- $100 to (say) $200 – this is where the branded companies start playing. At this price devices like the Lumia 520, the Xiaomi Hongmi and the Motorola X provide an experience that you would not, actually, be unhappy with. I describe these phones as like driving a Toyota or a VW: you know you’re not in a BMW (or a Bentley), but there’s nothing wrong with them at all and some of them are pretty cool.
- Then, $200-450 (or thereabouts) counts as mid-range, and
- $450-500 and up counts as premium. Arguably there’s a super-premium segment further up.
So what is the cheap iPhone that people like to talk about?
When people talk about whether Apple should do a ‘cheap phone’, it’s important to be clear about which of these segments you’re really talking about. When people say ‘Apple is missing out on the next x billion people’ – that is, the portion of the market that’s still on feature phones – they’re actually talking about the first category. Even Samsung doesn’t really play here, nor Xiaomi. This is is the land of the $200 PC – very low margin commodities with a poor user experience.
Where a cheap iPhone might come in:
However, the second and third categories are rather more interesting. Apple says, over and over, that the objective is not to sell the most phones, but to make phones that it can be proud of. In 2007 the iPhone was an MVP lacking industry standards like 3G and a decent camera, yet it still needed to be $600 or more to deliver the vision. Today Apple could perfectly well make a phone it could be proud of at $300. Indeed, there’s nothing that it would be ashamed of in the Lumia or Xiaomi at $150 and below.
Yes, if you were wondering, the existing iPhones are in the fourth segment.
AppleInsider reported on how Apple’s double digit growth contradicts estimates by IDC and Gartner that Mac sales fell.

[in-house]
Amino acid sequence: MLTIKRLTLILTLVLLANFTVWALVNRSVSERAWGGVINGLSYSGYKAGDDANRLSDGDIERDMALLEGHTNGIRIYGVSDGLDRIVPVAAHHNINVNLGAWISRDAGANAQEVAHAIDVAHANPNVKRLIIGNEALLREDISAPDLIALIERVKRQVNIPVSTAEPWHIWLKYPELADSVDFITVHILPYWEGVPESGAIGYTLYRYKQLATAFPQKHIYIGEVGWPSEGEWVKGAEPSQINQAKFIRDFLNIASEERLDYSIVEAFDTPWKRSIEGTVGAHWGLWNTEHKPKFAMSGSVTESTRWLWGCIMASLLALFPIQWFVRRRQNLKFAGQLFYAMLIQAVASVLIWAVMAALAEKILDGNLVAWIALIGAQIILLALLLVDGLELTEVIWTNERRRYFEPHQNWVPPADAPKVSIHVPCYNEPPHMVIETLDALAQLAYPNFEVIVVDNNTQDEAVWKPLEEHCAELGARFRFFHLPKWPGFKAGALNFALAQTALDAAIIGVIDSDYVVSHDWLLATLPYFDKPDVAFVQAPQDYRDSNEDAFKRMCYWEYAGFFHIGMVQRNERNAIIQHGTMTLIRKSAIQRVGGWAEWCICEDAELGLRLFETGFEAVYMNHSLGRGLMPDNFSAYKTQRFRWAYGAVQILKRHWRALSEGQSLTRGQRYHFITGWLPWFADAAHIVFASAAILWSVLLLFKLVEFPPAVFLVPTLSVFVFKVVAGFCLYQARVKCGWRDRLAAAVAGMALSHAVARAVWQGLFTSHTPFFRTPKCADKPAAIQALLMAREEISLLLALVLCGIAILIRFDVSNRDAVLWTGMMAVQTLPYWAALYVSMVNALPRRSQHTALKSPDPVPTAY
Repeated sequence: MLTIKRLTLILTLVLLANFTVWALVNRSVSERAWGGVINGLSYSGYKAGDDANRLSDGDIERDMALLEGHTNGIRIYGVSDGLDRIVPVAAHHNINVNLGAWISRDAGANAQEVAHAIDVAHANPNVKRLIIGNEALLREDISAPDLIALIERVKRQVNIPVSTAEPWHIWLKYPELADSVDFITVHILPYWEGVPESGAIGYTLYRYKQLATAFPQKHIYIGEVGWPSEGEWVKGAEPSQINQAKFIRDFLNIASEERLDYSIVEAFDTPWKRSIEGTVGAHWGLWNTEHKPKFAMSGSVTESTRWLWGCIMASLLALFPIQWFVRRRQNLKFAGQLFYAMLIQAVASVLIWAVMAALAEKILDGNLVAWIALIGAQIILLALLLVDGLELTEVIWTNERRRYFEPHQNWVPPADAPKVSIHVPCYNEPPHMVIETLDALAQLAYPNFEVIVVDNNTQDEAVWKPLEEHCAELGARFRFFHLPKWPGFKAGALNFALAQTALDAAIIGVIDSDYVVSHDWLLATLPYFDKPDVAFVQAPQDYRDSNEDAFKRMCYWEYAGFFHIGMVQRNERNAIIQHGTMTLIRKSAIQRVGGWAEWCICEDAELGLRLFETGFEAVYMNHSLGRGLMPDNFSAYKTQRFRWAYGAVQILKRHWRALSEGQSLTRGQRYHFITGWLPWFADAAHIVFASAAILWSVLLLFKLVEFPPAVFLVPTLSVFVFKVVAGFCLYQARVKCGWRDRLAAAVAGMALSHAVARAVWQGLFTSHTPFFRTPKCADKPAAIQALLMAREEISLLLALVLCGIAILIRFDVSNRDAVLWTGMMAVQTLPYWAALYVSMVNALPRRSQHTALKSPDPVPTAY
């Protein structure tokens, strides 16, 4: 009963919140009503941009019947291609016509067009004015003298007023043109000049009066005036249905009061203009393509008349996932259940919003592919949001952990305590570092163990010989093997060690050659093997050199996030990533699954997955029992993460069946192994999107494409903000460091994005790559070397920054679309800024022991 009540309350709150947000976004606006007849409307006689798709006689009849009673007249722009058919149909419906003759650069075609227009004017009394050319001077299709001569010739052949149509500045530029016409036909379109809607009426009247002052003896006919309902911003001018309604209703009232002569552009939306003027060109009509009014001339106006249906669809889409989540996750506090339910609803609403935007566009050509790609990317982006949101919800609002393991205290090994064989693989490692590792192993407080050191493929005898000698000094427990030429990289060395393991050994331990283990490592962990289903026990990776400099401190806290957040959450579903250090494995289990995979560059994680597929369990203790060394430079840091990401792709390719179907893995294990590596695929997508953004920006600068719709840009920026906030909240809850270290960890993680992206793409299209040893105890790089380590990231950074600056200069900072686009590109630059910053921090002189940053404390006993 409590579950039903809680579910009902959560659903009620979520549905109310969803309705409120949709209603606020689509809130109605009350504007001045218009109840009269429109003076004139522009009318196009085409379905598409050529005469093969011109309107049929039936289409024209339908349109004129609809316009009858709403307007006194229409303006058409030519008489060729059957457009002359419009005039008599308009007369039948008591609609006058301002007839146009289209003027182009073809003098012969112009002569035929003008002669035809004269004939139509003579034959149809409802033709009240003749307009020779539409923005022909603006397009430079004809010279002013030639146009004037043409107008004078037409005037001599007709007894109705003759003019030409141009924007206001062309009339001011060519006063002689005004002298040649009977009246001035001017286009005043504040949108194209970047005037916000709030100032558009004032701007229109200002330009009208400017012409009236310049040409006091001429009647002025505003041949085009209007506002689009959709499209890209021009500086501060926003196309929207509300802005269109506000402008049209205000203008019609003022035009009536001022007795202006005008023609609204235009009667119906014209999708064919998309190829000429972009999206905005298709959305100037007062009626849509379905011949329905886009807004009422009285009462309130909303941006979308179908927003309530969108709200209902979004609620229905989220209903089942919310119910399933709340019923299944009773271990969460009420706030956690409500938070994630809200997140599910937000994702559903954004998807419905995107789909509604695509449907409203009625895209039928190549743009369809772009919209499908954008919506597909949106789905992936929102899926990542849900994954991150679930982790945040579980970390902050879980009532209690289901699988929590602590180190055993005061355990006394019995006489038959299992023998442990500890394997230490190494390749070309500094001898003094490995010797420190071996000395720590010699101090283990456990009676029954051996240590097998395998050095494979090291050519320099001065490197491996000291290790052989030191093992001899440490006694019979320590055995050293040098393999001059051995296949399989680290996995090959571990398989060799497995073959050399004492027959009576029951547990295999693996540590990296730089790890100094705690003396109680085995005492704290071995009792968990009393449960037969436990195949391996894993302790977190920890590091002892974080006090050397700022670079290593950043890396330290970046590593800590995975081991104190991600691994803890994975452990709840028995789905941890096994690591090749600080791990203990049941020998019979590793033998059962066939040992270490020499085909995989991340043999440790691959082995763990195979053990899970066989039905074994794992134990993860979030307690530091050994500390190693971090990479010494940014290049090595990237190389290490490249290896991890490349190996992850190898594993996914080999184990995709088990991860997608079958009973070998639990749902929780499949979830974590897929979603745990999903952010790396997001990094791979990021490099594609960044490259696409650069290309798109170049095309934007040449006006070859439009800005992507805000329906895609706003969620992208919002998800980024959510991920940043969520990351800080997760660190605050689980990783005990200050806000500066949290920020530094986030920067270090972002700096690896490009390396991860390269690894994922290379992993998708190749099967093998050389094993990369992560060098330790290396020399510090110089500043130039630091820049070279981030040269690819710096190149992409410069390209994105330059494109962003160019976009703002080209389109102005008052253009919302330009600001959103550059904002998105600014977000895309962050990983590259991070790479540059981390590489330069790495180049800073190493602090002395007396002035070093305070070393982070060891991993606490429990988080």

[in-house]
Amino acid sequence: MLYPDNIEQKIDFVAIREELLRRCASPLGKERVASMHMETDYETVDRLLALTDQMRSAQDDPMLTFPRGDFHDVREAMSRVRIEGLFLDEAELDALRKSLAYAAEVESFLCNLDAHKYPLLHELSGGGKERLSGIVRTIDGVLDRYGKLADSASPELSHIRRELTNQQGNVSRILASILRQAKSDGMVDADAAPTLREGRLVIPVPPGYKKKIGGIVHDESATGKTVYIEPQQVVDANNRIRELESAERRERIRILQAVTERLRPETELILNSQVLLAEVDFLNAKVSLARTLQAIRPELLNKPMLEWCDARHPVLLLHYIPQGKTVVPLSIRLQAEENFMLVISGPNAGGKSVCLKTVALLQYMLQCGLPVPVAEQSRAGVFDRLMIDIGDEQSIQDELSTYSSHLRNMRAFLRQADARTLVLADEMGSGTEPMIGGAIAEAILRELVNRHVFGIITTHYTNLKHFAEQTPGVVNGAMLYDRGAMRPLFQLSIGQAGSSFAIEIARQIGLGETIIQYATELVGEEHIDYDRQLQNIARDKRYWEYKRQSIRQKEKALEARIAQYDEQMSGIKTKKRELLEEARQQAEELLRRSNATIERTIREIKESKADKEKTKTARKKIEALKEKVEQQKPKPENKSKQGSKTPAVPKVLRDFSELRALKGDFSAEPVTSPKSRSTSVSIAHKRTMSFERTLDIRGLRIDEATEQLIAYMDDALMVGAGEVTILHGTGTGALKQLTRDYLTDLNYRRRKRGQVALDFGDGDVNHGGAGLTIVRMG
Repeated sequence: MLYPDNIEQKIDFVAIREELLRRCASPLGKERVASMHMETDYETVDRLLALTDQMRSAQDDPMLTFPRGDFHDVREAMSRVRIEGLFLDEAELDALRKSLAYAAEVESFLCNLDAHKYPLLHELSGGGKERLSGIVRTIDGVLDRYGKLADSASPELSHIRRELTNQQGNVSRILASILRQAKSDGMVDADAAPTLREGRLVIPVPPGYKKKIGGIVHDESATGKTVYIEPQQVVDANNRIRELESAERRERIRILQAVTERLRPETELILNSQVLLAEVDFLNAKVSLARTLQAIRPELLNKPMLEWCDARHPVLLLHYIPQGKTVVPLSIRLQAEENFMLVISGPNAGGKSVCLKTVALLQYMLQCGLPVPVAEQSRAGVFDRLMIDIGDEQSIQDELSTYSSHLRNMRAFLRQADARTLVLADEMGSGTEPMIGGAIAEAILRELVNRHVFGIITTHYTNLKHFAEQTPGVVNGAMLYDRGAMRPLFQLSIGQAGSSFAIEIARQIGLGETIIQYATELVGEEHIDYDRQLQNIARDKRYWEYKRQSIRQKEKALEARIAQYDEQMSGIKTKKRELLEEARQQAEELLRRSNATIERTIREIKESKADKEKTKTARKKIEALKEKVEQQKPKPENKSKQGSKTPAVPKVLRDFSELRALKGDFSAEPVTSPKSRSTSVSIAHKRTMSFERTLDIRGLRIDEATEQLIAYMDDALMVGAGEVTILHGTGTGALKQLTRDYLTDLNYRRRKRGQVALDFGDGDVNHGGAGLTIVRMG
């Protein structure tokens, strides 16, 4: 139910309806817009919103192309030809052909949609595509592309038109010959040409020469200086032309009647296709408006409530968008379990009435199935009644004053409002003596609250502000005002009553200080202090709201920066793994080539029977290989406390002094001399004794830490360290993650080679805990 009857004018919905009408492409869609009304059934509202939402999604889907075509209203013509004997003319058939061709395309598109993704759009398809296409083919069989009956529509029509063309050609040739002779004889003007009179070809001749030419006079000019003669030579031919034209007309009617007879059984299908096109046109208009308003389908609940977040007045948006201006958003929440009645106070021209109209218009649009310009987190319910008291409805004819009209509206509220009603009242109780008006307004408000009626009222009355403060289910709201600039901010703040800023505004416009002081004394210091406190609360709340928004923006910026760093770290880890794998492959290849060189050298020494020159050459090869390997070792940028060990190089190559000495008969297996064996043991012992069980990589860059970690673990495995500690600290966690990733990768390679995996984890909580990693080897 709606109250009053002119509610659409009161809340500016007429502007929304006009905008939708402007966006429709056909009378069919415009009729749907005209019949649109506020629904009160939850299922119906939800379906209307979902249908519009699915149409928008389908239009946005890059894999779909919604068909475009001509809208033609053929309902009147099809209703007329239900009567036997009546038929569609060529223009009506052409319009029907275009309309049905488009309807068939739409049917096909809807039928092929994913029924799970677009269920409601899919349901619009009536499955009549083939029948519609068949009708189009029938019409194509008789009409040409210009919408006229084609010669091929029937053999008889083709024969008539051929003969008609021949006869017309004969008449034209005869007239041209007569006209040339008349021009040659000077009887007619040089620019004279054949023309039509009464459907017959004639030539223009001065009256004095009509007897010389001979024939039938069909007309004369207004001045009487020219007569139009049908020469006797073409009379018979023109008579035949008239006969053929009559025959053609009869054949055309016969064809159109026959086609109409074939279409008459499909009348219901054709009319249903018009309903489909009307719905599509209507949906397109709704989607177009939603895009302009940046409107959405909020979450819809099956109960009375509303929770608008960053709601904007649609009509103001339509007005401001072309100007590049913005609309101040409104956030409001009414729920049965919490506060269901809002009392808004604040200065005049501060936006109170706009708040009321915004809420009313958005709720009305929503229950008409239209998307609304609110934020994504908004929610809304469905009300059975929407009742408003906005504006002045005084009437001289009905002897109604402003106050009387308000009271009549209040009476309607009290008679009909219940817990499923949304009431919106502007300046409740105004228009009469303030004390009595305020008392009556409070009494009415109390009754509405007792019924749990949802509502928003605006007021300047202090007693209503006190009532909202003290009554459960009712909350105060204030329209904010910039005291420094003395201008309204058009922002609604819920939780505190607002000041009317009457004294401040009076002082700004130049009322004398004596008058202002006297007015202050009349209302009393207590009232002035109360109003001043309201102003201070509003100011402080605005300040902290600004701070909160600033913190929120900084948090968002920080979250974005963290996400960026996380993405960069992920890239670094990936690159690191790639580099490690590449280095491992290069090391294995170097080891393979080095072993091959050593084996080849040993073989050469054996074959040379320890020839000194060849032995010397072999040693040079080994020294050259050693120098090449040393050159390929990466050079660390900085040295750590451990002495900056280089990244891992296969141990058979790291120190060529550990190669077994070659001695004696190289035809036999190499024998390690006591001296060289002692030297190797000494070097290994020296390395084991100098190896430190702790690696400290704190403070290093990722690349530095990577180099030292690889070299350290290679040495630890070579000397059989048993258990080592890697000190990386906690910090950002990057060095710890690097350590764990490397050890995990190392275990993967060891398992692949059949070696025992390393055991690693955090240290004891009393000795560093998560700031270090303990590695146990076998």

Earlier this month, IDC (above) reported that Apple’s U.S. Mac unit sales in Q2 (Apple’s fiscal Q3, the quarter ending in June) fell by 1.7 percent, while Gartner (below) reported a drop in Mac unit sales of 1.3 percent.
Globally, Apple reported that Mac sales jumped from 3.75 million to 4.41 million year-over-year for its fiscal Q3, a unit increase of 18 percent and a new June quarter record.
18 percent increase is a big difference compared to a drop of 1.7 percent.
Shocking? Not if you’re aware of how these analysts portray data:
IDC, Gartner and Strategy Analytics have a long history of presenting carefully contrived data in press releases clearly designed to flatter their clients and denigrate their clients’ competitors, with Apple being a common target.
In addition to excluding iPads from their PC sales (while counting Windows tablets and including every other new form of PC device), IDC has also (like Strategy Analytics) radically revised its tablet figures after the fact, inventing, for example, Samsung tablet shipments that retroactively disappeared in the next year’s figures.